The Wally Byam Caravan Club was formed during the 1955 rally in Kentville, Nova Scotia, Canada. Later, the word "International" was added to the club name, resulting in the acronym "WBCCI" and more commonly known as the "Wally Club". On August 17, 2005, a commemorative plaque was dedicated on the site. Club members join together for one large International Rally each summer (which by club rules always includes the dates of July 1 and July 4), and hundreds of smaller local rallies are held coast-to-coast by "units" (chapters). Airstreams are more popular than ever, and restoration of older models is a passion shared by many.

Airstream parksEdit

There are more than a dozen Airstream parks throughout the United States. These are RV resorts or campgrounds where owners of Airstream-manufactured units are allowed to buy, rent or lease a site. Some of these facilities welcome non-Airstream products, while others are more strict in their admission. Some of the parks require membership in the WBCCI to be admitted. Several of the resorts are owned and operated by the local unit of the WBCCI.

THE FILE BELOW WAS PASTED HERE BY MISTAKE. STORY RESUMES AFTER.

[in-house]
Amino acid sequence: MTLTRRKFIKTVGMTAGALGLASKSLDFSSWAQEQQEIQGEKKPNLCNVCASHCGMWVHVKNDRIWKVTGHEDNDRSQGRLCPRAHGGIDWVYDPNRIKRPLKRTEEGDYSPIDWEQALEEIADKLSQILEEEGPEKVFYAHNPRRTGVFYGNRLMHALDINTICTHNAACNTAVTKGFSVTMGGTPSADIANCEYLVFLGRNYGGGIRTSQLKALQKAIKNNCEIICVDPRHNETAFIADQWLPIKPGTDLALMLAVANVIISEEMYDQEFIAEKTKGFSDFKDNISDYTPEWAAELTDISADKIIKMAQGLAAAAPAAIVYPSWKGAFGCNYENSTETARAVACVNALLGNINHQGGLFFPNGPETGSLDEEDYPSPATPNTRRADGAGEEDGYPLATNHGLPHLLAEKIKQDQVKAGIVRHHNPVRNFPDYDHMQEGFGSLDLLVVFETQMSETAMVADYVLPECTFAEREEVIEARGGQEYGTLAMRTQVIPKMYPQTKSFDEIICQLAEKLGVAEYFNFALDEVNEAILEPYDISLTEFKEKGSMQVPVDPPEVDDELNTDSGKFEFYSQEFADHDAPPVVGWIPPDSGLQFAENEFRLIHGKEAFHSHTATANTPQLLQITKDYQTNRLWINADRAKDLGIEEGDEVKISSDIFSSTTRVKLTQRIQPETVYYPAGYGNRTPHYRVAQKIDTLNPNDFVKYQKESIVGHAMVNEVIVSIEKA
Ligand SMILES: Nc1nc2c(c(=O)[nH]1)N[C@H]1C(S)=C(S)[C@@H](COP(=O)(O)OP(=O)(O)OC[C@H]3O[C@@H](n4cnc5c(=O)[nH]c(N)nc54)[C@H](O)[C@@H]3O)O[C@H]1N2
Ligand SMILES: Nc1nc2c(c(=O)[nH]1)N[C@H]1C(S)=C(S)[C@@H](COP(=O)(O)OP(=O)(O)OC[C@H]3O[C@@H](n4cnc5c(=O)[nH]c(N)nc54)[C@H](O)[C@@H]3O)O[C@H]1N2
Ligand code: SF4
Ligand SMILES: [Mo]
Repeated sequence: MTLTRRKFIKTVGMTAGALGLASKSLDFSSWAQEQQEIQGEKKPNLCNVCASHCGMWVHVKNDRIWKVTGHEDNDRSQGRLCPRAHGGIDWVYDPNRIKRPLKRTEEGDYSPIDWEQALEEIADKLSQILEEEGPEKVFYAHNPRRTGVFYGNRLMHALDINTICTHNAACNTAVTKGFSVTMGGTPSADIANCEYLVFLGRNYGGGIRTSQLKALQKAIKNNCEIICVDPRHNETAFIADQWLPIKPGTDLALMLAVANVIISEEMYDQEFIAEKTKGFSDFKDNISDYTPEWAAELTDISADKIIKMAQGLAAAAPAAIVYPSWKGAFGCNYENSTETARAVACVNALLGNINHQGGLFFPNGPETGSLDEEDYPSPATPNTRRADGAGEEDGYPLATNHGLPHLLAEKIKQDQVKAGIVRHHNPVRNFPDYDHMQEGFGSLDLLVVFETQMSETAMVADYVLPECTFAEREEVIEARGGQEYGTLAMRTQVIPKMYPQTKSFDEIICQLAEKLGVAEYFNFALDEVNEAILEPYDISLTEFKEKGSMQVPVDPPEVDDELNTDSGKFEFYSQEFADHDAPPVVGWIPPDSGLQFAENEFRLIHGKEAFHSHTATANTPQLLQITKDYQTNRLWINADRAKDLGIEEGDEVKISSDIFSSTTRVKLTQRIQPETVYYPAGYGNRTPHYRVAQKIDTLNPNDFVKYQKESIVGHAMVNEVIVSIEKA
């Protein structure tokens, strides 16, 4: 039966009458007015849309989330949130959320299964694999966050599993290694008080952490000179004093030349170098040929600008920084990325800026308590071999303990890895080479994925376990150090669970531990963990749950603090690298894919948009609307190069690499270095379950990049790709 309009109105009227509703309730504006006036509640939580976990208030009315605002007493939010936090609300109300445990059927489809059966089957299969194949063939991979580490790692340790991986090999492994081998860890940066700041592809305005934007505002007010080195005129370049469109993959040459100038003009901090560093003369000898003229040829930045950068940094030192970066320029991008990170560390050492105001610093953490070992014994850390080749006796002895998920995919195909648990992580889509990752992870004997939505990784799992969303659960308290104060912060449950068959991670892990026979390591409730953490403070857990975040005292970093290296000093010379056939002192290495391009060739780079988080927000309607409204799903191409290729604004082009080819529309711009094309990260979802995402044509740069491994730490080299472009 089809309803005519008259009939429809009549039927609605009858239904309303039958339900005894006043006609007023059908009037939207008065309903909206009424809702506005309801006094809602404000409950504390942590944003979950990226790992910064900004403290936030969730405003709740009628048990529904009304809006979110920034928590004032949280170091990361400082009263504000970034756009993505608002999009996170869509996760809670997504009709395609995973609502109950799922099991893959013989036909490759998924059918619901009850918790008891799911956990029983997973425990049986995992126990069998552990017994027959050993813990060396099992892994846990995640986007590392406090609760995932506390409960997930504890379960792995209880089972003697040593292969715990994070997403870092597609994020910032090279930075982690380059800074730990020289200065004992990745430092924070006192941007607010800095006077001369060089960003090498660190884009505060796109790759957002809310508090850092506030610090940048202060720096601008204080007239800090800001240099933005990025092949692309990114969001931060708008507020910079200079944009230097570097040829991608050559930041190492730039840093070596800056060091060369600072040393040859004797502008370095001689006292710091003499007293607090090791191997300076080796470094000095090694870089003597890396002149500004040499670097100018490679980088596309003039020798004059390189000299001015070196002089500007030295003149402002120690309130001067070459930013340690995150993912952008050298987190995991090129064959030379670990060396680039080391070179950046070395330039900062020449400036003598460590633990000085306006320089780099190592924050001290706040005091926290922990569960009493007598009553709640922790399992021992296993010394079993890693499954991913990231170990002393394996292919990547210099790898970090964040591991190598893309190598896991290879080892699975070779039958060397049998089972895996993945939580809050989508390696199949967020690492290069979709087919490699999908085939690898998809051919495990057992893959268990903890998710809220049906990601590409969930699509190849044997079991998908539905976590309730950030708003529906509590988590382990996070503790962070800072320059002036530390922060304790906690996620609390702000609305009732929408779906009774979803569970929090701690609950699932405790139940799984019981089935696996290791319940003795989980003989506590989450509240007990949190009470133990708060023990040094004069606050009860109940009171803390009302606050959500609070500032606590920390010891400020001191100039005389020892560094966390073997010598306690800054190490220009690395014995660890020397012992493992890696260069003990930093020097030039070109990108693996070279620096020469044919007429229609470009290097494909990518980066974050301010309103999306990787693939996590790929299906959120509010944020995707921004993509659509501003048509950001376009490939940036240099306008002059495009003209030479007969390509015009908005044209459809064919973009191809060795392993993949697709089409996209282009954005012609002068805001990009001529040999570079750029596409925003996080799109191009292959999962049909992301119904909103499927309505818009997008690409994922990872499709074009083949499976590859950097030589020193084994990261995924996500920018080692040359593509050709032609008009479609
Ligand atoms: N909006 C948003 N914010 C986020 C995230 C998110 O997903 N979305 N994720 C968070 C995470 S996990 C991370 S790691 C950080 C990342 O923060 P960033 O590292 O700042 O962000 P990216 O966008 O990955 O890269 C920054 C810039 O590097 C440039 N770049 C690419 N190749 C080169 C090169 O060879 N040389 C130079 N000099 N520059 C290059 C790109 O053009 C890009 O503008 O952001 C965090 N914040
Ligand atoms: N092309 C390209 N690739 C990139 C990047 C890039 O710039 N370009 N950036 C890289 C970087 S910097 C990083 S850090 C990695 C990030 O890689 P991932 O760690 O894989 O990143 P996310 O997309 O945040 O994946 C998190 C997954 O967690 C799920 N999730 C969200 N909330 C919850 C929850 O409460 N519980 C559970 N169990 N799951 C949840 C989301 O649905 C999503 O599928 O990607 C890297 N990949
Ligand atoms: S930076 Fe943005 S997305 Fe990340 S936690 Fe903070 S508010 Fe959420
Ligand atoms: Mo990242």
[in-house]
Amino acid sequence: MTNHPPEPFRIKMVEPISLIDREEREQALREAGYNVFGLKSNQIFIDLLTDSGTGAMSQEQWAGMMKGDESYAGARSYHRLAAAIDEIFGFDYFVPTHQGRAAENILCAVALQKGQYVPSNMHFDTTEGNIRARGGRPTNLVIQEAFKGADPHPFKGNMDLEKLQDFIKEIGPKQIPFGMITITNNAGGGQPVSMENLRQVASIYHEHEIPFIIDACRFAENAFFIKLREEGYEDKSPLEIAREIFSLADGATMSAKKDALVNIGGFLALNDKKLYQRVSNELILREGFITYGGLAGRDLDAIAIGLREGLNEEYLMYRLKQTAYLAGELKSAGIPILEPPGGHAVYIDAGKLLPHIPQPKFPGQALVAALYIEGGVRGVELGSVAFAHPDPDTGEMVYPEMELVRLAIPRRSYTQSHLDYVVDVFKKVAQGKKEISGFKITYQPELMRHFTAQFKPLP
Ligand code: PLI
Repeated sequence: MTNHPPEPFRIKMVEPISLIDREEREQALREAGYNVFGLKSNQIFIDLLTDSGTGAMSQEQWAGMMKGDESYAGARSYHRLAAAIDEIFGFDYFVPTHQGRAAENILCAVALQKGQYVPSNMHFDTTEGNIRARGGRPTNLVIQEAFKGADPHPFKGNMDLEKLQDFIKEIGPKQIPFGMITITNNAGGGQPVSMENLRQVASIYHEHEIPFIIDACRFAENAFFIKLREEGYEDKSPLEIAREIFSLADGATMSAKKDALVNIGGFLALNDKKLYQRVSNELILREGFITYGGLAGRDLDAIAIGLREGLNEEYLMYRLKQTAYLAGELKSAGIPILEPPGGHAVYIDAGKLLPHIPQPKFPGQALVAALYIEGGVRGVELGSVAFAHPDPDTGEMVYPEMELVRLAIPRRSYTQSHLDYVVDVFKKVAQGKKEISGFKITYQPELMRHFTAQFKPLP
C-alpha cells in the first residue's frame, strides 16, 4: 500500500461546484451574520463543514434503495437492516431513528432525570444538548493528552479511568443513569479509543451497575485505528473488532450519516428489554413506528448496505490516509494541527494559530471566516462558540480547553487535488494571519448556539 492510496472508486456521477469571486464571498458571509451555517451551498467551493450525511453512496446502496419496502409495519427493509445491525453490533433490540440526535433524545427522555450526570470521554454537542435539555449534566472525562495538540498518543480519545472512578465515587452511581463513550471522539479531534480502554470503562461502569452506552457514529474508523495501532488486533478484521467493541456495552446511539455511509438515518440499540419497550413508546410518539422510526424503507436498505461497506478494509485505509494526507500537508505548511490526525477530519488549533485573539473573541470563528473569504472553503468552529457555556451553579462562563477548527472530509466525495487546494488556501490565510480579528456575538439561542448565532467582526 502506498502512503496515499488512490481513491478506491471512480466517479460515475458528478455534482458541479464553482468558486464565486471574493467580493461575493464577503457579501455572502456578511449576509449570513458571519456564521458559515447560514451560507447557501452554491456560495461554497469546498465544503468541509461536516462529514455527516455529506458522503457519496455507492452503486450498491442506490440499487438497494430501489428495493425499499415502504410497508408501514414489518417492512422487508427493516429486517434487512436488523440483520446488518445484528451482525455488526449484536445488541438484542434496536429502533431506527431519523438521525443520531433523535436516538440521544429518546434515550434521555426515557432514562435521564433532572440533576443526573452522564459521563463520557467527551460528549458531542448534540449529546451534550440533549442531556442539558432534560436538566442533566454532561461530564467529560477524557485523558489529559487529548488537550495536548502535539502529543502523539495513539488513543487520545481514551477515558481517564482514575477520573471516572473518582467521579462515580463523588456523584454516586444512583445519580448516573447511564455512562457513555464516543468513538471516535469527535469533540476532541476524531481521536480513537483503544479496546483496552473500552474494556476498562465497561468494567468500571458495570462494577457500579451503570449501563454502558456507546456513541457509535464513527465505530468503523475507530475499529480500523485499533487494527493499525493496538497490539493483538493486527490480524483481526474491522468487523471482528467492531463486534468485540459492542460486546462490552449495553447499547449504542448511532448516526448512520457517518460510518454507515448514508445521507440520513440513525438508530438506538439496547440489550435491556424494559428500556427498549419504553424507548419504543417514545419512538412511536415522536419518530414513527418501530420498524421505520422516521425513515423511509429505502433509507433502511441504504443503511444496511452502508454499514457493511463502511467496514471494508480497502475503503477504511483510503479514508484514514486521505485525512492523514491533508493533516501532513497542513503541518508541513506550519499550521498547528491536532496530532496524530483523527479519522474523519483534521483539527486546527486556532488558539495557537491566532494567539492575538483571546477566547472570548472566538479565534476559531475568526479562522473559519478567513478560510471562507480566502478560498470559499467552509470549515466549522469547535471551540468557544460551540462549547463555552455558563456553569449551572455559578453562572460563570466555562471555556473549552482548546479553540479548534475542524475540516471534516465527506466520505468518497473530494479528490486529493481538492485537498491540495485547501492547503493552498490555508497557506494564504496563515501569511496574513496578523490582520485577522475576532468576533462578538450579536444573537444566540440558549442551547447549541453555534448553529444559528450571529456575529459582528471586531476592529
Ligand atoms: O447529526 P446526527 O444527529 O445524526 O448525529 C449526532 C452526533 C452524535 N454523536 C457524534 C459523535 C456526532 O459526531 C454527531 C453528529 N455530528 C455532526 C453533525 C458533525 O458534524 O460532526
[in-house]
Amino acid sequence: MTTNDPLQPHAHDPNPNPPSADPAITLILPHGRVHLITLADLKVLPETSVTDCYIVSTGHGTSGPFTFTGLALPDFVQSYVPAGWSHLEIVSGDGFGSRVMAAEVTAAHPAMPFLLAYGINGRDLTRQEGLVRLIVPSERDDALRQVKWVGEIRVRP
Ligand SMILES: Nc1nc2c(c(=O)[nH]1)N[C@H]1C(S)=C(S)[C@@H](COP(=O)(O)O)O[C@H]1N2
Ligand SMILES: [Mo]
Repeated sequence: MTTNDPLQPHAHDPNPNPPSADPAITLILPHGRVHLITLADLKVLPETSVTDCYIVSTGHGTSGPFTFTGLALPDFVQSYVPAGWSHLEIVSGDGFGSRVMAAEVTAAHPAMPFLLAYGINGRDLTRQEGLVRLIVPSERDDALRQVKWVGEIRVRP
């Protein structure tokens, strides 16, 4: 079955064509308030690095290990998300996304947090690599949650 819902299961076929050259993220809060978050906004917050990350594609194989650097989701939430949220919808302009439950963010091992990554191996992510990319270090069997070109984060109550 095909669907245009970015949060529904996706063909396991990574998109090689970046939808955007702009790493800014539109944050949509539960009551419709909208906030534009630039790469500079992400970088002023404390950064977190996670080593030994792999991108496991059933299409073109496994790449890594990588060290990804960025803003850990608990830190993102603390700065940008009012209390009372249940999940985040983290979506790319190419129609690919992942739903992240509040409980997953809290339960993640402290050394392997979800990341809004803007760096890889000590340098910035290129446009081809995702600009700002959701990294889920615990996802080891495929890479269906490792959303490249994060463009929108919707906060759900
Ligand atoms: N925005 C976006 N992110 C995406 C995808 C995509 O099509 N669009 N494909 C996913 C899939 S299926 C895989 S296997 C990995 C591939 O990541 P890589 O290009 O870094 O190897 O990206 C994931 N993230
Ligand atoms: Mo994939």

Space programEdit

NASA Astrovan

The Astrovan drives in front of the Vehicle Assembly Building.

In 1969, upon their return from the Moon, the crew of Apollo 11 were quarantined in the Mobile Quarantine Facility, a modified airtight Airstream trailer, until it could be determined that there was little likelihood of their having brought back lunar pathogens with them.

For decades, NASA has used a fleet of Airstream motorhomes to transport astronauts to the launch pad. The space shuttle program has used a modified 1983 Airstream Excella since 1984 dubbed the Astrovan.[1]

United States Air ForceEdit

Airstream trailers are commonly used to transport American officials around the world. The trailers are strapped down inside military cargo planes. The trailers feature leather chairs, carpeting, wood panelling, television and DVD players.[2]

ReferencesEdit

  1. Mansfield, Cheryl L (2008). "Catching a Ride to Destiny". NASA.gov. Retrieved on July 13, 2009.
  2. Template error: argument title is required. 

External links Edit